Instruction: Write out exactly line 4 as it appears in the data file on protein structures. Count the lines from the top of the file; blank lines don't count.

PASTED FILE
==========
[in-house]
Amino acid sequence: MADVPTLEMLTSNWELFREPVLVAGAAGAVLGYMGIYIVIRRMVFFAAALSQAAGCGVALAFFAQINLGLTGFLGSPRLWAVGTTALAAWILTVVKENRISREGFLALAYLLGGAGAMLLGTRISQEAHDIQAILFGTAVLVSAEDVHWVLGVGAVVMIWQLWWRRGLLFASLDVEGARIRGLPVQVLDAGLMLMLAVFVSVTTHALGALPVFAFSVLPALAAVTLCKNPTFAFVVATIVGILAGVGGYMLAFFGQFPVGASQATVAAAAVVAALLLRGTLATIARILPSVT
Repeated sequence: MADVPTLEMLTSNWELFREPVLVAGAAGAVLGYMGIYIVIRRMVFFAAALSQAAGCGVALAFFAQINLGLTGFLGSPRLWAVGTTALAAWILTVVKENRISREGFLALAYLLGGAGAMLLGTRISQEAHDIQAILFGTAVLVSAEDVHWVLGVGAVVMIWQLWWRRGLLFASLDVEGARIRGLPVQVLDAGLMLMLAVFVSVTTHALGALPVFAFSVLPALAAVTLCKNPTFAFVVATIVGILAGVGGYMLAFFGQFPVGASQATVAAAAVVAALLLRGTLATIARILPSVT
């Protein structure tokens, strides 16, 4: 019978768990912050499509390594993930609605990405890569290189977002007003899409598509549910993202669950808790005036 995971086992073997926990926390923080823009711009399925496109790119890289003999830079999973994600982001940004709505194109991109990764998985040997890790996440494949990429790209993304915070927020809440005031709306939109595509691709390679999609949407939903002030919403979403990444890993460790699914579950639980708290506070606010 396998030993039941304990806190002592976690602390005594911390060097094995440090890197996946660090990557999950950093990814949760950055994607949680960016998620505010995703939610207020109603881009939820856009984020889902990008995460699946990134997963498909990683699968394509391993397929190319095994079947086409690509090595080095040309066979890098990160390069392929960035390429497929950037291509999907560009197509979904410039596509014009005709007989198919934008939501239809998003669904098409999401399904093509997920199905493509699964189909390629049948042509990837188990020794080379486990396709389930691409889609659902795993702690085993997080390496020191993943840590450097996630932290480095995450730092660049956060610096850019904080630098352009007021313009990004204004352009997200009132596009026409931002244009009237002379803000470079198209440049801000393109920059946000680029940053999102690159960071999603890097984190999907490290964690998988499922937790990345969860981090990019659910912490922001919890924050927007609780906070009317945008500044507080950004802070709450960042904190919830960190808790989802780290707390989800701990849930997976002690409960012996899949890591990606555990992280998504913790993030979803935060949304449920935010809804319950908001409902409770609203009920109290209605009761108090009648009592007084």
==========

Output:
């Protein structure tokens, strides 16, 4: 019978768990912050499509390594993930609605990405890569290189977002007003899409598509549910993202669950808790005036 995971086992073997926990926390923080823009711009399925496109790119890289003999830079999973994600982001940004709505194109991109990764998985040997890790996440494949990429790209993304915070927020809440005031709306939109595509691709390679999609949407939903002030919403979403990444890993460790699914579950639980708290506070606010 396998030993039941304990806190002592976690602390005594911390060097094995440090890197996946660090990557999950950093990814949760950055994607949680960016998620505010995703939610207020109603881009939820856009984020889902990008995460699946990134997963498909990683699968394509391993397929190319095994079947086409690509090595080095040309066979890098990160390069392929960035390429497929950037291509999907560009197509979904410039596509014009005709007989198919934008939501239809998003669904098409999401399904093509997920199905493509699964189909390629049948042509990837188990020794080379486990396709389930691409889609659902795993702690085993997080390496020191993943840590450097996630932290480095995450730092660049956060610096850019904080630098352009007021313009990004204004352009997200009132596009026409931002244009009237002379803000470079198209440049801000393109920059946000680029940053999102690159960071999603890097984190999907490290964690998988499922937790990345969860981090990019659910912490922001919890924050927007609780906070009317945008500044507080950004802070709450960042904190919830960190808790989802780290707390989800701990849930997976002690409960012996899949890591990606555990992280998504913790993030979803935060949304449920935010809804319950908001409902409770609203009920109290209605009761108090009648009592007084």